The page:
Neoconservatism is a political movement born in the United States during the 1960s. Many of its adherents rose to political fame during the Republican presidential administrations of the 1970s, 1980s, 1990s and 2000s. Neoconservatives peaked in influence during the presidency of George W. Bush, when they played a major role in promoting and planning the invasion of Iraq. Prominent neoconservatives in the Bush administration included Dick Cheney, Donald Rumsfeld, Paul Wolfowitz, John Bolton, Elliott Abrams, Richard Perle, and Paul Bremer.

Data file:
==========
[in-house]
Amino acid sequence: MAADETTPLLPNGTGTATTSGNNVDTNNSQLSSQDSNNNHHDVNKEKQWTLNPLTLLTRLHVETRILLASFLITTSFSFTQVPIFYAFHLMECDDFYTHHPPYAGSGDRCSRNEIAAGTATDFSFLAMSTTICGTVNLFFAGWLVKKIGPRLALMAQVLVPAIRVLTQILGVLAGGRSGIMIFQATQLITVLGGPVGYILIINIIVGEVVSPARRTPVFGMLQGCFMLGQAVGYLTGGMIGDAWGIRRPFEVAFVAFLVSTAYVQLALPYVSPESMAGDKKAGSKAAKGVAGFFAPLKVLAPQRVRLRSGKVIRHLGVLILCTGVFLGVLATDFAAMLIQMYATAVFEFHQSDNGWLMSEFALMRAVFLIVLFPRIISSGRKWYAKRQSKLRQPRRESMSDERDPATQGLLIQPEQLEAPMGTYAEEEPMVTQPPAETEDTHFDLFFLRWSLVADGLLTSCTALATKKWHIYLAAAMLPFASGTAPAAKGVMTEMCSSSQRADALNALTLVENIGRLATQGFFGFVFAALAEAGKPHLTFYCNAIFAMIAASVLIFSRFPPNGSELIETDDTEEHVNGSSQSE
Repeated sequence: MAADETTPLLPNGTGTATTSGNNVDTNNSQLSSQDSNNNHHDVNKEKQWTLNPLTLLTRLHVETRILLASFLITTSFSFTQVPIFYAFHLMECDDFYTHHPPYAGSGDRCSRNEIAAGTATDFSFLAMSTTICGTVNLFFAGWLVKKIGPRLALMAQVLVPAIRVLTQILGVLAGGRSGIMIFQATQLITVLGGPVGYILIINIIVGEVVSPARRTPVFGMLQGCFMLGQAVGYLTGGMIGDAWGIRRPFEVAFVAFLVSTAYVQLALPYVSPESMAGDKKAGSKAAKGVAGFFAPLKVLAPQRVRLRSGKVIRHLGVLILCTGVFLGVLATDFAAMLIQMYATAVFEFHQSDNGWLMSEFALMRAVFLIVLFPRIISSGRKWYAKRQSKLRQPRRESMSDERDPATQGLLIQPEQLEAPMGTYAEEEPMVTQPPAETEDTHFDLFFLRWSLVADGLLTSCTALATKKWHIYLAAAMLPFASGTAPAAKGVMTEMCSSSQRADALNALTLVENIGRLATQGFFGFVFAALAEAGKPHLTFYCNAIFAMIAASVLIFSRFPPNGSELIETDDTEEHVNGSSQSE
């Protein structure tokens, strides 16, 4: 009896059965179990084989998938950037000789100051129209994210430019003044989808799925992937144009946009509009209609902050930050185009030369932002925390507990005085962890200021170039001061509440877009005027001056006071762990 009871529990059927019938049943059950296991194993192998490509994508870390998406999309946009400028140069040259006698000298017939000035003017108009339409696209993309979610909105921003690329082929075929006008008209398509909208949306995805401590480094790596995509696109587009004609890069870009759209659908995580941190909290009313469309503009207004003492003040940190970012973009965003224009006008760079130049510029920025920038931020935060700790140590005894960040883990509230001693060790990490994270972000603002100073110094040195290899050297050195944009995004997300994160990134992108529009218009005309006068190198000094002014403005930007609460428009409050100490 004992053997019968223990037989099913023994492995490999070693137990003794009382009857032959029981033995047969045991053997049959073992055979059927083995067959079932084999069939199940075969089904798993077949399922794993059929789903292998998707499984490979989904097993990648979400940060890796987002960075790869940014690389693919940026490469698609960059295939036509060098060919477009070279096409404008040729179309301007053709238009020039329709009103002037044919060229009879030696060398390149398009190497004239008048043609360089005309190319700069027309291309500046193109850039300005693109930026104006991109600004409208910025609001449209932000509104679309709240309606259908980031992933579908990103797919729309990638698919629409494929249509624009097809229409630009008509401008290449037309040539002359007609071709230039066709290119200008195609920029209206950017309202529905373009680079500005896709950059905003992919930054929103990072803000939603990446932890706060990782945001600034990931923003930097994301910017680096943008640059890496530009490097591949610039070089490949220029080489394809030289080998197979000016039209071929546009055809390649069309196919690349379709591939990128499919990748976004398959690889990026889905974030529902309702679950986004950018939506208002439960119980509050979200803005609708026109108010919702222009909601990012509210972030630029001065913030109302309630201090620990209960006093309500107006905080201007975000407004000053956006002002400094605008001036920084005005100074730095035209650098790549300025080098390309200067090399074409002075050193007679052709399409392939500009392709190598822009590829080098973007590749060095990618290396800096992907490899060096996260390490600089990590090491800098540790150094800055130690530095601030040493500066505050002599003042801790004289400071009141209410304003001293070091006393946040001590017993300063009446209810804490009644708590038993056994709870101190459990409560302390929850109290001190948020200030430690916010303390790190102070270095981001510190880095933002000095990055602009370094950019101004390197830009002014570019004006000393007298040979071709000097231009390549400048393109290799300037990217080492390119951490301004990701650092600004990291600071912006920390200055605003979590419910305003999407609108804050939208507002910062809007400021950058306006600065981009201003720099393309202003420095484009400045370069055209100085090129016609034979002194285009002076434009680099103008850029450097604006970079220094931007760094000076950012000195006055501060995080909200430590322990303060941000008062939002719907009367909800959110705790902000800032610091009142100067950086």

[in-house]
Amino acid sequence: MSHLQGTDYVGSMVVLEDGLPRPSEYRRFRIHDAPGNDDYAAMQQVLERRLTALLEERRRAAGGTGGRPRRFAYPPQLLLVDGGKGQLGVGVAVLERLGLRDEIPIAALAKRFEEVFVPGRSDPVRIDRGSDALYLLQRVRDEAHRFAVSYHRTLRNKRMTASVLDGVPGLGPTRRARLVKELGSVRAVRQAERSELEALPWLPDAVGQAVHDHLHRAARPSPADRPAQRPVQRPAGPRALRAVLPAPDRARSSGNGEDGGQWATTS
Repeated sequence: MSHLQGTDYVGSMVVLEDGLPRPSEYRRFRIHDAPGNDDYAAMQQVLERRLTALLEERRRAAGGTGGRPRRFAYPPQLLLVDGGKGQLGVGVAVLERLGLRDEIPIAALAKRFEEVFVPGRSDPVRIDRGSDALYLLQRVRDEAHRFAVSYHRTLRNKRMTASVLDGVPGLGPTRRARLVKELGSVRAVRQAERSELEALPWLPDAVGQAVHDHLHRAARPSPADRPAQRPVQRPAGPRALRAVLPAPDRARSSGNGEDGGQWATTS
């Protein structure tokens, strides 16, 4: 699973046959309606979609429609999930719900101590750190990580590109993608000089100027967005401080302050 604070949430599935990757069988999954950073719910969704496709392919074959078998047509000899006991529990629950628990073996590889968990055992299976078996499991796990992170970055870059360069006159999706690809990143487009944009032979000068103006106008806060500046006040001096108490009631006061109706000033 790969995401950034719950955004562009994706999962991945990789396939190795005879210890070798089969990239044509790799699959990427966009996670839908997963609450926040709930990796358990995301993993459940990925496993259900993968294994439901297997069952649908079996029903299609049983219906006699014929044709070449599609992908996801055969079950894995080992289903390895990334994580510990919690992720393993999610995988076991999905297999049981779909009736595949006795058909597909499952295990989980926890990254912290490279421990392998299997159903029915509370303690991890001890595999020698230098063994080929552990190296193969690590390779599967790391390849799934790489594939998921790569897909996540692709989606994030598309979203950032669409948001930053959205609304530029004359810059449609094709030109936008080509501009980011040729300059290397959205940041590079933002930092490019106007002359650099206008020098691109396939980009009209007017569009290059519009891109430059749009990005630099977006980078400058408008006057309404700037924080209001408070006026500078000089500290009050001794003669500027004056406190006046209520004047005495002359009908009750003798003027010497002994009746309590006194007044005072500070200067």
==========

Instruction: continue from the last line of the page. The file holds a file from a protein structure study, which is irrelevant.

The term "neoconservative" refers to those who made the ideological journey from the anti-Stalinist left to the camp of American conservatism. Neoconservatives frequently advocate the "assertive" promotion of democracy and promotion of "American national interest" in international affairs including by means of military force. The movement had its intellectual roots in the Jewish monthly review magazine Commentary. C. Bradley Thompson, a professor at Clemson University, claims that most influential neoconservatives refer explicitly to the theoretical ideas in the philosophy of Leo Strauss (1899–1973). (Source: Wikipedia)
Marxist.org neoconservative source material
The Neo-Conservative Leftist Republican wing is in the right-hand margin...